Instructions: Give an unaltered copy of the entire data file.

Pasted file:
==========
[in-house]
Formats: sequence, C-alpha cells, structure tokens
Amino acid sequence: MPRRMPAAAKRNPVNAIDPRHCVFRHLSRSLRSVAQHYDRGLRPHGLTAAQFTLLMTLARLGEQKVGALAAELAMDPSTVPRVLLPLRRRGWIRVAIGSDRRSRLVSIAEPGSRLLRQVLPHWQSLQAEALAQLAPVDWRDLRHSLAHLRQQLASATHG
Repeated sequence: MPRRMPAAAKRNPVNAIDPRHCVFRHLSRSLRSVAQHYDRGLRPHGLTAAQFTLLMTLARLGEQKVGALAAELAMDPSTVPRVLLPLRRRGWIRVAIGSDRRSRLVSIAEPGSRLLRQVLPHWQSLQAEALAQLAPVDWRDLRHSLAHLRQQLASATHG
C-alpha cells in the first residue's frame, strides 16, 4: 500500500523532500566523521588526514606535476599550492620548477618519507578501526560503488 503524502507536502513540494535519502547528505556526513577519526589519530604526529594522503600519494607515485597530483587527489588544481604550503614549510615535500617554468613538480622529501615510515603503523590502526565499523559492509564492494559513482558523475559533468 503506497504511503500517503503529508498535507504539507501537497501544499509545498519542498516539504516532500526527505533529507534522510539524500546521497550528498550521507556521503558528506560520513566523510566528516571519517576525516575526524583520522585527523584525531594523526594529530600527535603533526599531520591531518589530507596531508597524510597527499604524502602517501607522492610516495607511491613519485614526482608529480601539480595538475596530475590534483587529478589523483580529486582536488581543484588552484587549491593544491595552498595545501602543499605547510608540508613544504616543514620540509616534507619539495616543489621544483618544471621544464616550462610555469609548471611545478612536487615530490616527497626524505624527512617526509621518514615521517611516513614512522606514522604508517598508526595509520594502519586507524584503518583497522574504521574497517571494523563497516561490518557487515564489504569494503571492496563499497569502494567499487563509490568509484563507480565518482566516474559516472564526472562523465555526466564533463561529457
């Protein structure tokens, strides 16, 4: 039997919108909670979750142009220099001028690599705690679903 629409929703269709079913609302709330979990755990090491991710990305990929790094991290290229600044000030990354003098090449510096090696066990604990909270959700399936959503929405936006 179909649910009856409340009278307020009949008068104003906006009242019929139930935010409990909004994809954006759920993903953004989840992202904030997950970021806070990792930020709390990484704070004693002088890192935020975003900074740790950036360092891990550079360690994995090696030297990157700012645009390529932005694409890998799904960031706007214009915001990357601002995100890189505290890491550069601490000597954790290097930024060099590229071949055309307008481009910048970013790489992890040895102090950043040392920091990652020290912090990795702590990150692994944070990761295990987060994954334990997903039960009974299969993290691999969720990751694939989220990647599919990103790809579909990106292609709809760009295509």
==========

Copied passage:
[in-house]
Formats: sequence, C-alpha cells, structure tokens
Amino acid sequence: MPRRMPAAAKRNPVNAIDPRHCVFRHLSRSLRSVAQHYDRGLRPHGLTAAQFTLLMTLARLGEQKVGALAAELAMDPSTVPRVLLPLRRRGWIRVAIGSDRRSRLVSIAEPGSRLLRQVLPHWQSLQAEALAQLAPVDWRDLRHSLAHLRQQLASATHG
Repeated sequence: MPRRMPAAAKRNPVNAIDPRHCVFRHLSRSLRSVAQHYDRGLRPHGLTAAQFTLLMTLARLGEQKVGALAAELAMDPSTVPRVLLPLRRRGWIRVAIGSDRRSRLVSIAEPGSRLLRQVLPHWQSLQAEALAQLAPVDWRDLRHSLAHLRQQLASATHG
C-alpha cells in the first residue's frame, strides 16, 4: 500500500523532500566523521588526514606535476599550492620548477618519507578501526560503488 503524502507536502513540494535519502547528505556526513577519526589519530604526529594522503600519494607515485597530483587527489588544481604550503614549510615535500617554468613538480622529501615510515603503523590502526565499523559492509564492494559513482558523475559533468 503506497504511503500517503503529508498535507504539507501537497501544499509545498519542498516539504516532500526527505533529507534522510539524500546521497550528498550521507556521503558528506560520513566523510566528516571519517576525516575526524583520522585527523584525531594523526594529530600527535603533526599531520591531518589530507596531508597524510597527499604524502602517501607522492610516495607511491613519485614526482608529480601539480595538475596530475590534483587529478589523483580529486582536488581543484588552484587549491593544491595552498595545501602543499605547510608540508613544504616543514620540509616534507619539495616543489621544483618544471621544464616550462610555469609548471611545478612536487615530490616527497626524505624527512617526509621518514615521517611516513614512522606514522604508517598508526595509520594502519586507524584503518583497522574504521574497517571494523563497516561490518557487515564489504569494503571492496563499497569502494567499487563509490568509484563507480565518482566516474559516472564526472562523465555526466564533463561529457
């Protein structure tokens, strides 16, 4: 039997919108909670979750142009220099001028690599705690679903 629409929703269709079913609302709330979990755990090491991710990305990929790094991290290229600044000030990354003098090449510096090696066990604990909270959700399936959503929405936006 179909649910009856409340009278307020009949008068104003906006009242019929139930935010409990909004994809954006759920993903953004989840992202904030997950970021806070990792930020709390990484704070004693002088890192935020975003900074740790950036360092891990550079360690994995090696030297990157700012645009390529932005694409890998799904960031706007214009915001990357601002995100890189505290890491550069601490000597954790290097930024060099590229071949055309307008481009910048970013790489992890040895102090950043040392920091990652020290912090990795702590990150692994944070990761295990987060994954334990997903039960009974299969993290691999969720990751694939989220990647599919990103790809579909990106292609709809760009295509």